Classes ended for the 2018-2019 school year Wednesday at Colorado College.
But the campus continues to sizzle with activity, in preparation for the arrival of a one-name celebrity many students can’t believe they get to meet: Oprah, this year’s commencement speaker.
Outside cement scrubbed, check. Building windows washed, check. Metal fencing erected, check. Plastic chairs set up: 5,100. Standing room overflow: 800 spaces.
Freshman Lauren Hough wasn’t lucky enough to score a coveted ticket to Sunday’s graduation, which begins at 8:30 a.m. on the campus north of downtown Colorado Springs.
But Hough did jump up on the stage that workers assembled this week and thought to herself, “I’m walking and standing in the same place Oprah will walk and stand.”
“She’s definitely a black feminist icon,” Hough said. “I think it’s awesome she’s coming to a place like this.”
Freshman Lia Musante also wishes she could attend the ceremony.
“It’d be cool to see her.”
Oprah Winfrey is big on social media, including Twitter, where Musante has followed her because she admires her work as an actress, activist and philanthropist.
That’s the reason Winfrey is imparting wisdom to the Class of 2019. A graduate of The Oprah Winfrey Leadership Academy for Girls, in a South African village, Henley on Klip, will receive a bachelor’s degree from Colorado College on Sunday.
Winfrey started her school in 2007 as a gift to former President Nelson Mandela to provide education and care to underprivileged, traumatized girls and help them break the cycle of poverty.
Winfrey was in the audience for CC’s 2017 graduation for the same reason: to support one of her former students advancing in life.
When CC President Jill Tiefenthaler found out that Winfrey again would be in the audience this year, she invited her to speak, said campus spokeswoman Leslie Weddell.
Although the topic of Winfrey’s speech is unknown — her people told Weddell she was still writing it last week — it’s likely to fit with the Class of 2019 motto, as uttered by Black Panther Party activist Angela Davis: “You have to act as if it were possible to radically transform the world. And you have to do it all the time.”
Winfrey is appearing for free, like other CC commencement speakers including Supreme Court Justice Sandra Day O’Connor in 1982, film producer and director Sydney Pollack in 1990 and Secretary of Defense Dick Cheney in 1991.
Winfrey is the first nonalum to deliver the annual address since 2013, when Marian Wright Edelman, founder and president of the Children’s Defense Fund, took the podium.
Invitees are those who will inspire students, Weddell said.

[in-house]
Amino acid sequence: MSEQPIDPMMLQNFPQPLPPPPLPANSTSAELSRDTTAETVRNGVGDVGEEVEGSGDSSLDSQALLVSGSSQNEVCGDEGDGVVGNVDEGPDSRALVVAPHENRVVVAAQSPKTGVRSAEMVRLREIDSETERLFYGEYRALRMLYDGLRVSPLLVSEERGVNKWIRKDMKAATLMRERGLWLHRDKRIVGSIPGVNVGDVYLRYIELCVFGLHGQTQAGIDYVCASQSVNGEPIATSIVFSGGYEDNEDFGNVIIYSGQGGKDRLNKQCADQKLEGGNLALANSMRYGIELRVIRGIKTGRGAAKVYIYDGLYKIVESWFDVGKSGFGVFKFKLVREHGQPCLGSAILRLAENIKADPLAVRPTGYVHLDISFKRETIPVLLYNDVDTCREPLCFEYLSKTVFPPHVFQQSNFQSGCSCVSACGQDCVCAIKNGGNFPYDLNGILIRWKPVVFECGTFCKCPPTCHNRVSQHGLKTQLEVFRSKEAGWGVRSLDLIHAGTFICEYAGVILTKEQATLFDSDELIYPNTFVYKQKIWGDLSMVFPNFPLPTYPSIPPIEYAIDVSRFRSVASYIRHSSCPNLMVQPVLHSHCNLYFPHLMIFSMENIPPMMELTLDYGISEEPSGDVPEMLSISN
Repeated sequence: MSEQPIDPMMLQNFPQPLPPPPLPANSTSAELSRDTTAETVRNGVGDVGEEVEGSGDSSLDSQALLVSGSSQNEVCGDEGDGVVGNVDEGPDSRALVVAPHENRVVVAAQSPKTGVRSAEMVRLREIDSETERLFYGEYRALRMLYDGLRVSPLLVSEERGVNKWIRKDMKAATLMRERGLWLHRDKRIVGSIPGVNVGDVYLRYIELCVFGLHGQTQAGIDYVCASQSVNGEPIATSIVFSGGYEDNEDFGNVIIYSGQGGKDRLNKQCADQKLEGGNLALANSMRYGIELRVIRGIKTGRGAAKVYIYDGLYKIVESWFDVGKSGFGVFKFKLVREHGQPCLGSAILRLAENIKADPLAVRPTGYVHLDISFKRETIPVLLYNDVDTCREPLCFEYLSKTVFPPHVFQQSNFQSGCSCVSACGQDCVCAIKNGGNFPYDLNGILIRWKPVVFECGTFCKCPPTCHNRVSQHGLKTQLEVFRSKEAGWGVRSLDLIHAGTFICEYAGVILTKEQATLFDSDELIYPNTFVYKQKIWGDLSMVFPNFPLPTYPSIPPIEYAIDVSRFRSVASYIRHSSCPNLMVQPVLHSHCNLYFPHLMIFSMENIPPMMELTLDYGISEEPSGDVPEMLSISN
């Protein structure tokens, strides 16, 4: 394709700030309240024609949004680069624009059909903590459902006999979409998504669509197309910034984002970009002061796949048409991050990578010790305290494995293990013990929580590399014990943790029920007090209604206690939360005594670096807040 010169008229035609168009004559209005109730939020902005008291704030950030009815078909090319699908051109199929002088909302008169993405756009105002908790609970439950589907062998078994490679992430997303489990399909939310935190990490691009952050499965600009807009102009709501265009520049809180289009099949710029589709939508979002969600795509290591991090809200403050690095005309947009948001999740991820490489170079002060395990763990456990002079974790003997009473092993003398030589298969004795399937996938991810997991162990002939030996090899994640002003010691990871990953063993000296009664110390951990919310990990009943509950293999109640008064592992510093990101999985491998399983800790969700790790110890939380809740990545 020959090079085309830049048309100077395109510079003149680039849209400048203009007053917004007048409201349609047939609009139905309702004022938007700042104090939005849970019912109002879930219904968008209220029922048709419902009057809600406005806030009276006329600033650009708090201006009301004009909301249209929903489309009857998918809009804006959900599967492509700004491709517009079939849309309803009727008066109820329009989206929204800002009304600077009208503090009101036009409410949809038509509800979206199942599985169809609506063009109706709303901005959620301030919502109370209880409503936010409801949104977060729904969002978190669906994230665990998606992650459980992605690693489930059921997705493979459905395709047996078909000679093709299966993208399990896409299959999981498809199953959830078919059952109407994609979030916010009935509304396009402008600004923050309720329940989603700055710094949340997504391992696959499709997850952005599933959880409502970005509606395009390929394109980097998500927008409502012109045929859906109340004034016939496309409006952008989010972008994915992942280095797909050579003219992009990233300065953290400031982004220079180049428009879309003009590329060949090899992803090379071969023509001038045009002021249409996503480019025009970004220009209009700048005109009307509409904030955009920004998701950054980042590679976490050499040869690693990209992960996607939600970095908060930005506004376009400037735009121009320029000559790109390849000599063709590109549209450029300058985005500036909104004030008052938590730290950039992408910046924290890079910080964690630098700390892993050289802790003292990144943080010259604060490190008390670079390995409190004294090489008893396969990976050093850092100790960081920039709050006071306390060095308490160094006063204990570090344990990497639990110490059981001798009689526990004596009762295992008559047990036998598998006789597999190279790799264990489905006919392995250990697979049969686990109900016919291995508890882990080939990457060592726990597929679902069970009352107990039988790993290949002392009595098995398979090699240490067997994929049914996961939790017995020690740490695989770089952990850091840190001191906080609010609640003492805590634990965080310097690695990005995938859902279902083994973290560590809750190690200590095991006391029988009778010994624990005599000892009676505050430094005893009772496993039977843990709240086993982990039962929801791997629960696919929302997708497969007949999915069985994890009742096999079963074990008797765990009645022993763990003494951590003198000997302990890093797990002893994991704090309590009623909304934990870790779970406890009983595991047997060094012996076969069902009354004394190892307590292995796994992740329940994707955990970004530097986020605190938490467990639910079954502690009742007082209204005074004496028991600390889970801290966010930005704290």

“We look for interesting people who have interesting things to say to our graduating class,” she said. “Speakers have come from a variety of fields; we’ve had politicians, journalists, authors and scientists, among others.”
Senior Johnathon Williams, a film major from Middlesex, Va., is an Oprah fan.
With tickets required and all the hubbub, “It’s going to have a different vibe,” he said of this year’s graduation. “It’ll be phenomenal to hear someone speak who’s given her life to other people and worked for change.
“I think the world needs that. There’s a lot of bad things going on right now.”
The event is not open to the public, and attendees must have a ticket. Graduating students were allotted eight tickets for family and friends.
That makes Winfrey’s appearance positive and negative, said CC senior Josh Lauer, of Colorado Springs.
“While it’s cool Oprah is coming to talk and definitely an honor to be a part of this graduating class, I have 15 family members who want to come, and only eight tickets,” he said. “It’s made getting tickets for everyone difficult.”
Weddell said the college is “trying to accommodate as many students as possible,” giving extra tickets to those who request it and asking students who don’t need eight to pass on their leftovers.
The event also will be live-streamed at www.coloradocollege.edu/live.
Lauer saw Oprah when she was in the audience two years ago. He was in the audience, too, watching his brother receive his degree.
As for this year, “I’ve no doubt it’ll be memorable.”
Changing the traditional day of graduation from its usual Monday to a Sunday was not done to accommodate Winfrey, Weddell said. That move had been planned for years, she said, to make it more convenient for guests.
Oprah’s arrival is not as big of a deal for some students. Jake Golbus, a senior political science major from Northbrook, Ill., hasn’t paid much attention to Oprah’s work.
“CC is trying to be a premier institution and compete with big schools,” he said. “I think this (Winfrey’s presence) is part of that.”
For senior Ethan Moore, who came to CC from Rochester, Minn., to earn a biochemistry degree, “It’s definitely the most famous person I’ve ever been in the presence of.”
Winfrey seems to speak to all generations.
“Not everybody gets to meet Oprah,” Moore said. But, he added, “I think my mom is more excited than I am.”
Some of the nearly 590 graduating seniors wonder if they’ll get to shake Winfrey’s hand, or hug her as their name is announced, cheers arise and they walk across the stage to have their degrees conferred.
Some have joked that perhaps Winfrey will give everyone in the audience a car, like she did on her television program in 2004, in what became known as “the most epic talk show moment ever.”
That’s not likely.
In keeping with tradition, Winfrey will receive an honorary degree from CC.